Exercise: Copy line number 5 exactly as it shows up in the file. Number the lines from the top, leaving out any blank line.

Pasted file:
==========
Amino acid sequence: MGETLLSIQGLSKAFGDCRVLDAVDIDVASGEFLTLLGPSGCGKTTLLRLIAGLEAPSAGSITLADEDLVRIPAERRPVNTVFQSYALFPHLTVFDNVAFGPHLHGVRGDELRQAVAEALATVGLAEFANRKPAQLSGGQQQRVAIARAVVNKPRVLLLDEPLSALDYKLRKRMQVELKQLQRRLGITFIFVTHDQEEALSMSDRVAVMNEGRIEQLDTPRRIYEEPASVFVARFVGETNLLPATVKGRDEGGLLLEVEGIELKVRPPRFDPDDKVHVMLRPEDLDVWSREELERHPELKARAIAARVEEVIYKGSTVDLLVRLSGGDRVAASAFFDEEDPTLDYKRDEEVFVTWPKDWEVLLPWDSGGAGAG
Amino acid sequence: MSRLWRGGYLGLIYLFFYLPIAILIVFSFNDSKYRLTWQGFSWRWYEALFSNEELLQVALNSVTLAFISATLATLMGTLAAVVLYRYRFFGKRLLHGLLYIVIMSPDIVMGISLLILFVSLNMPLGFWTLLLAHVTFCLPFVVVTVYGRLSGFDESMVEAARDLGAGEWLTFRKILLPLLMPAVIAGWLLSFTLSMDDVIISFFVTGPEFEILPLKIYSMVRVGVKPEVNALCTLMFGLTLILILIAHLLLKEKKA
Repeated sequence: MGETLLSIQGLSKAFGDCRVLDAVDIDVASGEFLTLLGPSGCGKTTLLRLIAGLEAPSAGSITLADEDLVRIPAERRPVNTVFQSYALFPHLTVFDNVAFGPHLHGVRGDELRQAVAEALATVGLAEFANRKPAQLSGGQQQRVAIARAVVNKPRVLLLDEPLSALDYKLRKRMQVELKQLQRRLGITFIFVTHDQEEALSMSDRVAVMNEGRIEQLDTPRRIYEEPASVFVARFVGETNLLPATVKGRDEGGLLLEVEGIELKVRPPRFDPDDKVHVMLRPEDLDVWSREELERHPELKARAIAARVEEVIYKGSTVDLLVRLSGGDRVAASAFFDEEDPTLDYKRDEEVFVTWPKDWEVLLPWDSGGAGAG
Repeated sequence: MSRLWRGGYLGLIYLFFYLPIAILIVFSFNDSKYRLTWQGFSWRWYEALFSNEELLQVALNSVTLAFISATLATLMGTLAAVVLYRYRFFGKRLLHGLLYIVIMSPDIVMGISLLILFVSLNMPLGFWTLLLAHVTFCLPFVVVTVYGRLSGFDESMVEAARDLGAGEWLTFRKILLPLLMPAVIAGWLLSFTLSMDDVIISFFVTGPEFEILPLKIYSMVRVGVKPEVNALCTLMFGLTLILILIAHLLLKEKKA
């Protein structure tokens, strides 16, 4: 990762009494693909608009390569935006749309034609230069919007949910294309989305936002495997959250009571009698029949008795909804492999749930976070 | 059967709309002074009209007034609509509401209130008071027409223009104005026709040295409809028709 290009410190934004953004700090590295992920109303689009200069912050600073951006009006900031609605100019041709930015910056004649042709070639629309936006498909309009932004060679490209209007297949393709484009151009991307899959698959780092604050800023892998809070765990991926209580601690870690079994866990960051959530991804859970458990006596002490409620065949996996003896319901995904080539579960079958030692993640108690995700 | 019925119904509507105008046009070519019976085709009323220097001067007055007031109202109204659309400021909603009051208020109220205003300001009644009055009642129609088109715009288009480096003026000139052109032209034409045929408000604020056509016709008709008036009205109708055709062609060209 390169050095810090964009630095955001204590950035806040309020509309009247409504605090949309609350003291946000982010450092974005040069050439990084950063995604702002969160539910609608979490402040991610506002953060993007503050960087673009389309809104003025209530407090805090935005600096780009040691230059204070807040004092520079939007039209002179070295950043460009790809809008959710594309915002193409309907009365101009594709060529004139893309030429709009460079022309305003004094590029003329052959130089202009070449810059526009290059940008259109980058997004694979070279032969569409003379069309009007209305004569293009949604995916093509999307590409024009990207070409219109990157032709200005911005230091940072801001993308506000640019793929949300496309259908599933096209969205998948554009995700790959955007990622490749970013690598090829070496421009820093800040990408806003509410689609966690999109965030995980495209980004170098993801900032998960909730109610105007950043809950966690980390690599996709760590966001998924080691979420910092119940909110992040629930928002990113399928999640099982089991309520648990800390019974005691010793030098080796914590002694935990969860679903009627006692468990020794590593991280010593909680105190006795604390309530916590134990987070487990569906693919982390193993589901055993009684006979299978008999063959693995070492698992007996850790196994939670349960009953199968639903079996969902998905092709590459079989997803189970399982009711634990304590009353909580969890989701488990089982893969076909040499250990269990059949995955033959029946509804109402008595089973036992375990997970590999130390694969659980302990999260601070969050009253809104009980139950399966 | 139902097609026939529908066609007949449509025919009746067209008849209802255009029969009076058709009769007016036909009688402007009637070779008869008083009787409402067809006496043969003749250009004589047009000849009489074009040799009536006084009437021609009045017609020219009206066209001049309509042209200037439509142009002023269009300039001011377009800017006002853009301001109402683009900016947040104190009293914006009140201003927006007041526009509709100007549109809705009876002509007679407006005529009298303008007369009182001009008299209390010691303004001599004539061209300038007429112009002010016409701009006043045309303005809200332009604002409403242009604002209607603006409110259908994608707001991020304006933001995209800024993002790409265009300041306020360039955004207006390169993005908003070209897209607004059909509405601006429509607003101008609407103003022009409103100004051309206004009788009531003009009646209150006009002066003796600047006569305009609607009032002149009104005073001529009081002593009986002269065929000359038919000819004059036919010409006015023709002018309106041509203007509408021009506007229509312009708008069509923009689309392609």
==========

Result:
């Protein structure tokens, strides 16, 4: 990762009494693909608009390569935006749309034609230069919007949910294309989305936002495997959250009571009698029949008795909804492999749930976070 | 059967709309002074009209007034609509509401209130008071027409223009104005026709040295409809028709 290009410190934004953004700090590295992920109303689009200069912050600073951006009006900031609605100019041709930015910056004649042709070639629309936006498909309009932004060679490209209007297949393709484009151009991307899959698959780092604050800023892998809070765990991926209580601690870690079994866990960051959530991804859970458990006596002490409620065949996996003896319901995904080539579960079958030692993640108690995700 | 019925119904509507105008046009070519019976085709009323220097001067007055007031109202109204659309400021909603009051208020109220205003300001009644009055009642129609088109715009288009480096003026000139052109032209034409045929408000604020056509016709008709008036009205109708055709062609060209 390169050095810090964009630095955001204590950035806040309020509309009247409504605090949309609350003291946000982010450092974005040069050439990084950063995604702002969160539910609608979490402040991610506002953060993007503050960087673009389309809104003025209530407090805090935005600096780009040691230059204070807040004092520079939007039209002179070295950043460009790809809008959710594309915002193409309907009365101009594709060529004139893309030429709009460079022309305003004094590029003329052959130089202009070449810059526009290059940008259109980058997004694979070279032969569409003379069309009007209305004569293009949604995916093509999307590409024009990207070409219109990157032709200005911005230091940072801001993308506000640019793929949300496309259908599933096209969205998948554009995700790959955007990622490749970013690598090829070496421009820093800040990408806003509410689609966690999109965030995980495209980004170098993801900032998960909730109610105007950043809950966690980390690599996709760590966001998924080691979420910092119940909110992040629930928002990113399928999640099982089991309520648990800390019974005691010793030098080796914590002694935990969860679903009627006692468990020794590593991280010593909680105190006795604390309530916590134990987070487990569906693919982390193993589901055993009684006979299978008999063959693995070492698992007996850790196994939670349960009953199968639903079996969902998905092709590459079989997803189970399982009711634990304590009353909580969890989701488990089982893969076909040499250990269990059949995955033959029946509804109402008595089973036992375990997970590999130390694969659980302990999260601070969050009253809104009980139950399966 | 139902097609026939529908066609007949449509025919009746067209008849209802255009029969009076058709009769007016036909009688402007009637070779008869008083009787409402067809006496043969003749250009004589047009000849009489074009040799009536006084009437021609009045017609020219009206066209001049309509042209200037439509142009002023269009300039001011377009800017006002853009301001109402683009900016947040104190009293914006009140201003927006007041526009509709100007549109809705009876002509007679407006005529009298303008007369009182001009008299209390010691303004001599004539061209300038007429112009002010016409701009006043045309303005809200332009604002409403242009604002209607603006409110259908994608707001991020304006933001995209800024993002790409265009300041306020360039955004207006390169993005908003070209897209607004059909509405601006429509607003101008609407103003022009409103100004051309206004009788009531003009009646209150006009002066003796600047006569305009609607009032002149009104005073001529009081002593009986002269065929000359038919000819004059036919010409006015023709002018309106041509203007509408021009506007229509312009708008069509923009689309392609």